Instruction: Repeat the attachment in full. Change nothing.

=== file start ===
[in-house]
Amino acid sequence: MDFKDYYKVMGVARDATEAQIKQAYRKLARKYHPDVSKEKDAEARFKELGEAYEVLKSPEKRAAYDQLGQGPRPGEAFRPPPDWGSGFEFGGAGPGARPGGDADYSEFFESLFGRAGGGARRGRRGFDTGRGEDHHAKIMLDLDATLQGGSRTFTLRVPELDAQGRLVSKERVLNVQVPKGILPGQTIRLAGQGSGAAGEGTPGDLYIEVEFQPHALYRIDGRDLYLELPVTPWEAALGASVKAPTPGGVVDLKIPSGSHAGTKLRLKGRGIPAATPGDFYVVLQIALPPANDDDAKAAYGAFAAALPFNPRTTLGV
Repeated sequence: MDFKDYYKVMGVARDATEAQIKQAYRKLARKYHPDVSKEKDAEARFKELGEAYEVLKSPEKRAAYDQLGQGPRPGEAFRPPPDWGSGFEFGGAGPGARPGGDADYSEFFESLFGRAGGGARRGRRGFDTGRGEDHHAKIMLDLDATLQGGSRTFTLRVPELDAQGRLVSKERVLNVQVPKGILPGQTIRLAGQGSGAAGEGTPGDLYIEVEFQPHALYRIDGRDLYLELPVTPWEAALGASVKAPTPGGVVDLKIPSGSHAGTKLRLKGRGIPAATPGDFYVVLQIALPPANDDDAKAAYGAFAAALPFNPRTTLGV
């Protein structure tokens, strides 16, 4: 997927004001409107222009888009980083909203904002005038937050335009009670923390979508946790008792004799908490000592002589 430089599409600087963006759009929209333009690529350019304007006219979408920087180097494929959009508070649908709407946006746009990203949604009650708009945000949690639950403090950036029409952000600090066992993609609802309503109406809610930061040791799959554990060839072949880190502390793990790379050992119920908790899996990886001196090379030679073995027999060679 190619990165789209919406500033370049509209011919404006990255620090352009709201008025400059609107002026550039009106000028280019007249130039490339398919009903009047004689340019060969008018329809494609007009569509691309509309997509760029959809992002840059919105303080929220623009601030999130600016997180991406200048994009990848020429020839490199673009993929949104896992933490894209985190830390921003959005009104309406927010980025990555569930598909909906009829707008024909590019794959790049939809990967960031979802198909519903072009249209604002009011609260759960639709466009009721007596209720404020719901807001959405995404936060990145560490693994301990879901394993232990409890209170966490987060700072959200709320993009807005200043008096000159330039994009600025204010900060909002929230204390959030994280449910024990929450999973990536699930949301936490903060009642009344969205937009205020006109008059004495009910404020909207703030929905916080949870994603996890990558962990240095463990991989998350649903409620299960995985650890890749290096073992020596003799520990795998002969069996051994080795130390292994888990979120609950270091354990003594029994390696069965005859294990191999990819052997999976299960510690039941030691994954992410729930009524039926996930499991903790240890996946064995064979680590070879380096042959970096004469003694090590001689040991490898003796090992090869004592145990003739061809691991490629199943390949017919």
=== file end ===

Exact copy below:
[in-house]
Amino acid sequence: MDFKDYYKVMGVARDATEAQIKQAYRKLARKYHPDVSKEKDAEARFKELGEAYEVLKSPEKRAAYDQLGQGPRPGEAFRPPPDWGSGFEFGGAGPGARPGGDADYSEFFESLFGRAGGGARRGRRGFDTGRGEDHHAKIMLDLDATLQGGSRTFTLRVPELDAQGRLVSKERVLNVQVPKGILPGQTIRLAGQGSGAAGEGTPGDLYIEVEFQPHALYRIDGRDLYLELPVTPWEAALGASVKAPTPGGVVDLKIPSGSHAGTKLRLKGRGIPAATPGDFYVVLQIALPPANDDDAKAAYGAFAAALPFNPRTTLGV
Repeated sequence: MDFKDYYKVMGVARDATEAQIKQAYRKLARKYHPDVSKEKDAEARFKELGEAYEVLKSPEKRAAYDQLGQGPRPGEAFRPPPDWGSGFEFGGAGPGARPGGDADYSEFFESLFGRAGGGARRGRRGFDTGRGEDHHAKIMLDLDATLQGGSRTFTLRVPELDAQGRLVSKERVLNVQVPKGILPGQTIRLAGQGSGAAGEGTPGDLYIEVEFQPHALYRIDGRDLYLELPVTPWEAALGASVKAPTPGGVVDLKIPSGSHAGTKLRLKGRGIPAATPGDFYVVLQIALPPANDDDAKAAYGAFAAALPFNPRTTLGV
């Protein structure tokens, strides 16, 4: 997927004001409107222009888009980083909203904002005038937050335009009670923390979508946790008792004799908490000592002589 430089599409600087963006759009929209333009690529350019304007006219979408920087180097494929959009508070649908709407946006746009990203949604009650708009945000949690639950403090950036029409952000600090066992993609609802309503109406809610930061040791799959554990060839072949880190502390793990790379050992119920908790899996990886001196090379030679073995027999060679 190619990165789209919406500033370049509209011919404006990255620090352009709201008025400059609107002026550039009106000028280019007249130039490339398919009903009047004689340019060969008018329809494609007009569509691309509309997509760029959809992002840059919105303080929220623009601030999130600016997180991406200048994009990848020429020839490199673009993929949104896992933490894209985190830390921003959005009104309406927010980025990555569930598909909906009829707008024909590019794959790049939809990967960031979802198909519903072009249209604002009011609260759960639709466009009721007596209720404020719901807001959405995404936060990145560490693994301990879901394993232990409890209170966490987060700072959200709320993009807005200043008096000159330039994009600025204010900060909002929230204390959030994280449910024990929450999973990536699930949301936490903060009642009344969205937009205020006109008059004495009910404020909207703030929905916080949870994603996890990558962990240095463990991989998350649903409620299960995985650890890749290096073992020596003799520990795998002969069996051994080795130390292994888990979120609950270091354990003594029994390696069965005859294990191999990819052997999976299960510690039941030691994954992410729930009524039926996930499991903790240890996946064995064979680590070879380096042959970096004469003694090590001689040991490898003796090992090869004592145990003739061809691991490629199943390949017919």